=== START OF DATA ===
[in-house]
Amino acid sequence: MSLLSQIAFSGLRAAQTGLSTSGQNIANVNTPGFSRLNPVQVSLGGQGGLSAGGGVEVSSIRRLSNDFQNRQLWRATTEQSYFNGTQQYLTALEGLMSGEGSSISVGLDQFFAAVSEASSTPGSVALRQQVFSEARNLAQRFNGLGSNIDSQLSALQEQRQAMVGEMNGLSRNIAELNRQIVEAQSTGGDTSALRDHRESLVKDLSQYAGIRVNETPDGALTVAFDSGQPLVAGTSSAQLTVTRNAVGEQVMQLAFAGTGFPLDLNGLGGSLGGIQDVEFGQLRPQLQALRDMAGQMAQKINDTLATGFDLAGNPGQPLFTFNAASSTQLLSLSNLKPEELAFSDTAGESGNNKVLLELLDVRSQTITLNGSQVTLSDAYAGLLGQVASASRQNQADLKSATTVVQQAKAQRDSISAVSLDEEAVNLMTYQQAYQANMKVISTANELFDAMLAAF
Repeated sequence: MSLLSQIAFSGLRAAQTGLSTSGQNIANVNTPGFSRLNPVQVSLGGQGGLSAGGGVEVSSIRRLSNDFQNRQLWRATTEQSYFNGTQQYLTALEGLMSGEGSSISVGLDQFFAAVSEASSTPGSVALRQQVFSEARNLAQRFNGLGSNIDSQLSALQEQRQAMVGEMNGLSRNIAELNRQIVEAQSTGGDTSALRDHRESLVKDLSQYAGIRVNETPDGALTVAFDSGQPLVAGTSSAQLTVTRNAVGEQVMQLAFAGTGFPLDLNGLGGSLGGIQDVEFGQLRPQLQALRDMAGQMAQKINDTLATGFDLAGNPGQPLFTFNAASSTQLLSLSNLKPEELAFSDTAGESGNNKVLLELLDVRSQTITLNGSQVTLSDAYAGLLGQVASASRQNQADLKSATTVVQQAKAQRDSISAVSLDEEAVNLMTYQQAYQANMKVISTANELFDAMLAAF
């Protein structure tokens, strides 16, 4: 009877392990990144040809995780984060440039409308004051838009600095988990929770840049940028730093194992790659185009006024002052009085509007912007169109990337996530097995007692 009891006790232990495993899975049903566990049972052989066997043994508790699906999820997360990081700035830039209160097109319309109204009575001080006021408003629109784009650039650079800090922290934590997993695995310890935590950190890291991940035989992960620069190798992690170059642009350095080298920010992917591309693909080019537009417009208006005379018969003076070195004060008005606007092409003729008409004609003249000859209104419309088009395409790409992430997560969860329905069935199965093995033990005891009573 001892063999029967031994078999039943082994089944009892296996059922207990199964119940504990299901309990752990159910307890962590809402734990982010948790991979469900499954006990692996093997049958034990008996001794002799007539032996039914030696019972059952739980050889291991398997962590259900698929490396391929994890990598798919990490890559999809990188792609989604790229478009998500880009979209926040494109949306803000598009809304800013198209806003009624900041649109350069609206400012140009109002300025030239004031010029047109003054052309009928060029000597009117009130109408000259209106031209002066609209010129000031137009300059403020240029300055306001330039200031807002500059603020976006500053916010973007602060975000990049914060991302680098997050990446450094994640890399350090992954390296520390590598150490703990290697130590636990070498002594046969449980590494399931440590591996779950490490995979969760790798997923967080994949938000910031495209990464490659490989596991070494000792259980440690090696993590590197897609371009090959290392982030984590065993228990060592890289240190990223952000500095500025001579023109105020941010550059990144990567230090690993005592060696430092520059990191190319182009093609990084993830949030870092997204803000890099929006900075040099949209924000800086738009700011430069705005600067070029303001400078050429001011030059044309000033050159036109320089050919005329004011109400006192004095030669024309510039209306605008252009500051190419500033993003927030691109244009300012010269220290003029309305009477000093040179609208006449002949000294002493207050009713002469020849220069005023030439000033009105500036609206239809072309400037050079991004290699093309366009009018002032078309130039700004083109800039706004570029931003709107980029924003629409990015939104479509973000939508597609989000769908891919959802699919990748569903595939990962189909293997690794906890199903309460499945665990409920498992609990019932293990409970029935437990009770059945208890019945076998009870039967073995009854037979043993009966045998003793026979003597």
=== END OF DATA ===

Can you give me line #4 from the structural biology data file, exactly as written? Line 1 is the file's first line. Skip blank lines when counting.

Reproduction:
């Protein structure tokens, strides 16, 4: 009877392990990144040809995780984060440039409308004051838009600095988990929770840049940028730093194992790659185009006024002052009085509007912007169109990337996530097995007692 009891006790232990495993899975049903566990049972052989066997043994508790699906999820997360990081700035830039209160097109319309109204009575001080006021408003629109784009650039650079800090922290934590997993695995310890935590950190890291991940035989992960620069190798992690170059642009350095080298920010992917591309693909080019537009417009208006005379018969003076070195004060008005606007092409003729008409004609003249000859209104419309088009395409790409992430997560969860329905069935199965093995033990005891009573 001892063999029967031994078999039943082994089944009892296996059922207990199964119940504990299901309990752990159910307890962590809402734990982010948790991979469900499954006990692996093997049958034990008996001794002799007539032996039914030696019972059952739980050889291991398997962590259900698929490396391929994890990598798919990490890559999809990188792609989604790229478009998500880009979209926040494109949306803000598009809304800013198209806003009624900041649109350069609206400012140009109002300025030239004031010029047109003054052309009928060029000597009117009130109408000259209106031209002066609209010129000031137009300059403020240029300055306001330039200031807002500059603020976006500053916010973007602060975000990049914060991302680098997050990446450094994640890399350090992954390296520390590598150490703990290697130590636990070498002594046969449980590494399931440590591996779950490490995979969760790798997923967080994949938000910031495209990464490659490989596991070494000792259980440690090696993590590197897609371009090959290392982030984590065993228990060592890289240190990223952000500095500025001579023109105020941010550059990144990567230090690993005592060696430092520059990191190319182009093609990084993830949030870092997204803000890099929006900075040099949209924000800086738009700011430069705005600067070029303001400078050429001011030059044309000033050159036109320089050919005329004011109400006192004095030669024309510039209306605008252009500051190419500033993003927030691109244009300012010269220290003029309305009477000093040179609208006449002949000294002493207050009713002469020849220069005023030439000033009105500036609206239809072309400037050079991004290699093309366009009018002032078309130039700004083109800039706004570029931003709107980029924003629409990015939104479509973000939508597609989000769908891919959802699919990748569903595939990962189909293997690794906890199903309460499945665990409920498992609990019932293990409970029935437990009770059945208890019945076998009870039967073995009854037979043993009966045998003793026979003597």